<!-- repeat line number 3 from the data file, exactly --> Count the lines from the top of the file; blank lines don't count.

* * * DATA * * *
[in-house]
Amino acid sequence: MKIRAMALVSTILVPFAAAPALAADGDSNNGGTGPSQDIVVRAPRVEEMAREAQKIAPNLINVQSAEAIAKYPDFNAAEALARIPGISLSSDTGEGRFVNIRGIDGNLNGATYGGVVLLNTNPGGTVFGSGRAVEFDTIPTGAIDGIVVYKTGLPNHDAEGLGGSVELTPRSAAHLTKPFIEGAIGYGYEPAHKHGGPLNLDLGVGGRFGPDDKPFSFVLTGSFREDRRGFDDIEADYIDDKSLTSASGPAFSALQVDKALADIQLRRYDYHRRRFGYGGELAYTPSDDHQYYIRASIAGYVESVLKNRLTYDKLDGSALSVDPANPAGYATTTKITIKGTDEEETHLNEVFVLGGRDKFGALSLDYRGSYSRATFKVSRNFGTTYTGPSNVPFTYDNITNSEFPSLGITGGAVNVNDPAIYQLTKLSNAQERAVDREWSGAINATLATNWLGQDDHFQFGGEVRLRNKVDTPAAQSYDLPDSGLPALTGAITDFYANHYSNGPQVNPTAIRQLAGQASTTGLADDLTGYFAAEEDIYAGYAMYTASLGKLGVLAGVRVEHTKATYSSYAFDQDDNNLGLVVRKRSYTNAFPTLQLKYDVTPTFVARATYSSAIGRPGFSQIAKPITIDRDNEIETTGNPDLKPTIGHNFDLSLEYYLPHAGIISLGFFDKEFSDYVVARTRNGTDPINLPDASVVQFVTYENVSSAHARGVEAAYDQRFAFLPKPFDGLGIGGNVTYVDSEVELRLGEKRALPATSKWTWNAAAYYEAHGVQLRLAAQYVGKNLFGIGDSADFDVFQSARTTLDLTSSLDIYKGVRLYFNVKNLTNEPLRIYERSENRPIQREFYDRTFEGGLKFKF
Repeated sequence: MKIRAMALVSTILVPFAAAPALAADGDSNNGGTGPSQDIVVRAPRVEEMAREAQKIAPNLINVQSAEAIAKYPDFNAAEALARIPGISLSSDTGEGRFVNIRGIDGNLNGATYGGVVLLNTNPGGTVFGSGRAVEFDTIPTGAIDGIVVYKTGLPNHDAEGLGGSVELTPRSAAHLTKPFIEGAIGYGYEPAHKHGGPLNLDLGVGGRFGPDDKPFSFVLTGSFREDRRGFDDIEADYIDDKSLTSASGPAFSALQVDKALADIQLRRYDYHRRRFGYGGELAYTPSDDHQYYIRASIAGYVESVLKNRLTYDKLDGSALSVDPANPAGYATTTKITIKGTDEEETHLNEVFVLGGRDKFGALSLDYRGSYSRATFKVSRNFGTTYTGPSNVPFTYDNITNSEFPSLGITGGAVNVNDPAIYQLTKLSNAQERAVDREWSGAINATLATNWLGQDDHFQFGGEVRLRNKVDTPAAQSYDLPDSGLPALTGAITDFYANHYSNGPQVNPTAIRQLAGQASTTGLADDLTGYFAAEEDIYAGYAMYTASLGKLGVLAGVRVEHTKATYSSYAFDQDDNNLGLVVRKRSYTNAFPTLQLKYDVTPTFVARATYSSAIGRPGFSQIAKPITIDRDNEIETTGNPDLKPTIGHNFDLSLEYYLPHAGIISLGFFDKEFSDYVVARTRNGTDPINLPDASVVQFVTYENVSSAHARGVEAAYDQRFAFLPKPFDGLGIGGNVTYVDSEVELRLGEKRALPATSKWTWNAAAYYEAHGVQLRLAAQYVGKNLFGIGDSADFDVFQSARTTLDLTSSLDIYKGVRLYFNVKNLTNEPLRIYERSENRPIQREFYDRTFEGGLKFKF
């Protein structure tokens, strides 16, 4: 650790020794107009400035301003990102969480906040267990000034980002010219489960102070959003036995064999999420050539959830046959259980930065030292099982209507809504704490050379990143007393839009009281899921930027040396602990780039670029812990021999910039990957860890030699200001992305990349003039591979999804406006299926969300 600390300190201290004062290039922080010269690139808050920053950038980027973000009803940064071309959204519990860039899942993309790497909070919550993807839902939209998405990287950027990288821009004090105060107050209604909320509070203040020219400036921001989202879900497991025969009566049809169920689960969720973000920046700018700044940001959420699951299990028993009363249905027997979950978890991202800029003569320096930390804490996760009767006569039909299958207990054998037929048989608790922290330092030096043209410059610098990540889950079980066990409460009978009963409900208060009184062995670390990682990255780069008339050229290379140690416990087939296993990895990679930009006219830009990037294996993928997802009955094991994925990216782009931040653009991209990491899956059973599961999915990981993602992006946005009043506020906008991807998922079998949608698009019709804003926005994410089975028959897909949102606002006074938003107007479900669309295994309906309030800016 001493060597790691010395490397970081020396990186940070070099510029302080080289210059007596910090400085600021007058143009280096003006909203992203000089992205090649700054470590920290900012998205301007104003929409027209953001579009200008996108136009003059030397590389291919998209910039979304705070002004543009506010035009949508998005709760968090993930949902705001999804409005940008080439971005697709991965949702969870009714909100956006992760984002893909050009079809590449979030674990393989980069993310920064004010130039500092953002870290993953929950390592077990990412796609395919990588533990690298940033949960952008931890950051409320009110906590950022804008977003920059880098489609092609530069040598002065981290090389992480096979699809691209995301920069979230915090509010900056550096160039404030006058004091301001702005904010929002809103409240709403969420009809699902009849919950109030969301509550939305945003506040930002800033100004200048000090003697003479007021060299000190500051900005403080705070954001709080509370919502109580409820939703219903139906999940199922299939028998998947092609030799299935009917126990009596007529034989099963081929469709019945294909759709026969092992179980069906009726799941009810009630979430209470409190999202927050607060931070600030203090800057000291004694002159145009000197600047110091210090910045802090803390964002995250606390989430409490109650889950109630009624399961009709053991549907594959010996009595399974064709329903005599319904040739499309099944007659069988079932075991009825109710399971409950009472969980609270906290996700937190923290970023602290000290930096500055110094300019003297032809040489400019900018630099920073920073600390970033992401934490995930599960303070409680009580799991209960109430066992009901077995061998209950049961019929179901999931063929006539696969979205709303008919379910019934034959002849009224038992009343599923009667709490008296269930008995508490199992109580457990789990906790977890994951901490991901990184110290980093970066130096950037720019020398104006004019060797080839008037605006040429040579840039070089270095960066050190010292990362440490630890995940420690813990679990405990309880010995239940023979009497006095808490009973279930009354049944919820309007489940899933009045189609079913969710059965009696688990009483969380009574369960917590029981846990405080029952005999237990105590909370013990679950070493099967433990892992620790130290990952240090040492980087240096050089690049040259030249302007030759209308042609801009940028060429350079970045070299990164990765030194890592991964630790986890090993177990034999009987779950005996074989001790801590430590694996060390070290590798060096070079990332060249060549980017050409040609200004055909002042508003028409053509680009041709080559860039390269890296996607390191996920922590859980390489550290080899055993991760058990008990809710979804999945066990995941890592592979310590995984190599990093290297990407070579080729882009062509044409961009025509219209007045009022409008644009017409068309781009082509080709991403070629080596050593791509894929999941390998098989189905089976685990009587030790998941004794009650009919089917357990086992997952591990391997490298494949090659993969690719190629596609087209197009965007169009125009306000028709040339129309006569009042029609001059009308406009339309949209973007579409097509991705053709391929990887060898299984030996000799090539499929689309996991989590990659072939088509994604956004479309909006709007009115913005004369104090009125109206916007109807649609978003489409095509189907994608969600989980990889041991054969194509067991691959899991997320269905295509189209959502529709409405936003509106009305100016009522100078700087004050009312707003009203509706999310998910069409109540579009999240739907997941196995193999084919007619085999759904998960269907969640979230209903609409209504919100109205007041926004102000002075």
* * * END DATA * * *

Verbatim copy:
Repeated sequence: MKIRAMALVSTILVPFAAAPALAADGDSNNGGTGPSQDIVVRAPRVEEMAREAQKIAPNLINVQSAEAIAKYPDFNAAEALARIPGISLSSDTGEGRFVNIRGIDGNLNGATYGGVVLLNTNPGGTVFGSGRAVEFDTIPTGAIDGIVVYKTGLPNHDAEGLGGSVELTPRSAAHLTKPFIEGAIGYGYEPAHKHGGPLNLDLGVGGRFGPDDKPFSFVLTGSFREDRRGFDDIEADYIDDKSLTSASGPAFSALQVDKALADIQLRRYDYHRRRFGYGGELAYTPSDDHQYYIRASIAGYVESVLKNRLTYDKLDGSALSVDPANPAGYATTTKITIKGTDEEETHLNEVFVLGGRDKFGALSLDYRGSYSRATFKVSRNFGTTYTGPSNVPFTYDNITNSEFPSLGITGGAVNVNDPAIYQLTKLSNAQERAVDREWSGAINATLATNWLGQDDHFQFGGEVRLRNKVDTPAAQSYDLPDSGLPALTGAITDFYANHYSNGPQVNPTAIRQLAGQASTTGLADDLTGYFAAEEDIYAGYAMYTASLGKLGVLAGVRVEHTKATYSSYAFDQDDNNLGLVVRKRSYTNAFPTLQLKYDVTPTFVARATYSSAIGRPGFSQIAKPITIDRDNEIETTGNPDLKPTIGHNFDLSLEYYLPHAGIISLGFFDKEFSDYVVARTRNGTDPINLPDASVVQFVTYENVSSAHARGVEAAYDQRFAFLPKPFDGLGIGGNVTYVDSEVELRLGEKRALPATSKWTWNAAAYYEAHGVQLRLAAQYVGKNLFGIGDSADFDVFQSARTTLDLTSSLDIYKGVRLYFNVKNLTNEPLRIYERSENRPIQREFYDRTFEGGLKFKF